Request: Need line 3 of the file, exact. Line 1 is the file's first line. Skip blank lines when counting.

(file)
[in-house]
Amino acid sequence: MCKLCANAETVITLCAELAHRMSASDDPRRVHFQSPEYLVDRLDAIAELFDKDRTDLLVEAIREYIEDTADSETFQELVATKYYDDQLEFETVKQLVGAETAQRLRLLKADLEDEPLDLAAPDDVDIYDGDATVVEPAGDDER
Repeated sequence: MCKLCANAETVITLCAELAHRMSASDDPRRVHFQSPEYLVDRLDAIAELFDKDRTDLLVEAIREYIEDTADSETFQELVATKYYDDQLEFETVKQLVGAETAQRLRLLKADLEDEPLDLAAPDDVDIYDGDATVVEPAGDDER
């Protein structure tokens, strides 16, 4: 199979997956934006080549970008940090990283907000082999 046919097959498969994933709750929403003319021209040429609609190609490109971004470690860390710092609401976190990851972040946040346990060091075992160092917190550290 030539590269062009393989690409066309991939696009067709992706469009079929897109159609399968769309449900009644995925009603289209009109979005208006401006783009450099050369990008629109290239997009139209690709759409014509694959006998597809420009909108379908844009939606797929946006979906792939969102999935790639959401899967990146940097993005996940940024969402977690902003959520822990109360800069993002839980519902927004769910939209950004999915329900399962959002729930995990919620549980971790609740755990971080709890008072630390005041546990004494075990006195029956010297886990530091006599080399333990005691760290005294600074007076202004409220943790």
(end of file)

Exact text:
Repeated sequence: MCKLCANAETVITLCAELAHRMSASDDPRRVHFQSPEYLVDRLDAIAELFDKDRTDLLVEAIREYIEDTADSETFQELVATKYYDDQLEFETVKQLVGAETAQRLRLLKADLEDEPLDLAAPDDVDIYDGDATVVEPAGDDER